A loose chronicle of the October 2002 Beltway sniper attacks, BLUE CAPRICE seems to adamantly refuse to get too specific about anything.  There's a methodical, riveting ZODIAC-esque thriller that could've been made about this subject, but that's not the film that director Alexandre Moors and writer R.F.I. Porto chose to make.  One's reaction to BLUE CAPRICE is largely predicated on accepting that it's a thriller second and an oblique, sometimes esoteric mood piece first.  The filmmakers stick close to the facts, but this is the kind of film where you almost need to study up on the subject or risk being lost at some points.  John Mohammed and Lee Malvo were the perpetrators of these killings--Mohammed was executed by lethal injection in 2009 and Malvo is serving multiple life sentences with no possibility of parole.  You won't learn that by watching BLUE CAPRICE.  You don't even get last names.  In Antigua, 17-year-old Lee (Tequan Richmond) is abandoned by his mother and attempts suicide by drowning when he's rescued by John (GREY'S ANATOMY pariah Isaiah Washington in his first noteworthy gig since getting fired from the show for homophobic slurs directed at openly gay co-star T.R. Knight), an American on vacation with his three kids--he's actually got a restraining order forbidding him to see his kids and his ex-wife and he took them without authorization.  John brings Lee back to his hometown of Tacoma, WA, where the pair move in with John's girlfriend (Cassandra Freeman).  John's temper and paranoia get them booted out and the pair shack up with his gun-nut buddy Ray (Tim Blake Nelson) and his wife Jamie (Joey Lauren Adams).  A twisted father/son bond develops between John and Lee, more akin to brainwashing on Lee's part, as he absorbs all of John's bitterness and rage about his ex-wife and not knowing the whereabouts of his children.  Once it's discovered that Lee is a natural with firearms, John decides that it's time to make everyone pay.  Their killing spree--first in Tacoma, then going cross-country--ultimately lands them in the D.C. area, where John drives and Lee picks off random people with a rifle aimed through a small hole cut in the trunk of a beat-up Caprice.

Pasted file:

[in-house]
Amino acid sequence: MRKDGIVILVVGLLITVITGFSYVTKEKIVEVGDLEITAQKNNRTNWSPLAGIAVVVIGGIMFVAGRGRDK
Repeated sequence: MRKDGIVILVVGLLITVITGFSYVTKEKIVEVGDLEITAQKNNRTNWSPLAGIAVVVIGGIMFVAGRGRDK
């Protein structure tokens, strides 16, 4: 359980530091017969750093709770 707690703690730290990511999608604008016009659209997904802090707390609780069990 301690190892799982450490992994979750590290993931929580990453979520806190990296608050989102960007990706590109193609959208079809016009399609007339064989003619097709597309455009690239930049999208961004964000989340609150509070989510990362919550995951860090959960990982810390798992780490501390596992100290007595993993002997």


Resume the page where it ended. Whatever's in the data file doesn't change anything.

The pair don't even make it to the Beltway until nearly 70 minutes into the film.  Until then, we witness John's manipulative and codependent relationship with his surrogate son as well as the manipulation and intimidation of those around him--it's strongly implied that he's sleeping with Jamie and even Ray eventually gets a bad vibe from his increasingly unhinged friend.  Washington, now 50 and pretty much persona non grata since the GREY'S controversy, is very good throughout and shows why he was once such a promising young actor.  The main problem with BLUE CAPRICE is that it never really comes together as a psychological character study and definitely not as a thriller, which is unfortunate because Moors' handling of the spree itself is both unique and unsettling:  rarely showing an actual shooting but instead showing the aftermath, intercut with the Caprice ominously and anonymously cruising down the expressway, accompanied by an unnerving reeds/string score by Arcade Fire side members Colin Stetson and Sarah Neufeld.  It's in these moments that the film really excels and you see the potential, but up to that point, it's too often plodding, mumbling, and deliberately, maddeningly vague.  We don't even see John again after the pair are arrested at a rest stop.  BLUE CAPRICE is well-made and the actors are fine, but this just could've--and should've--been something a bit more memorable and substantive.  (R, 93 mins)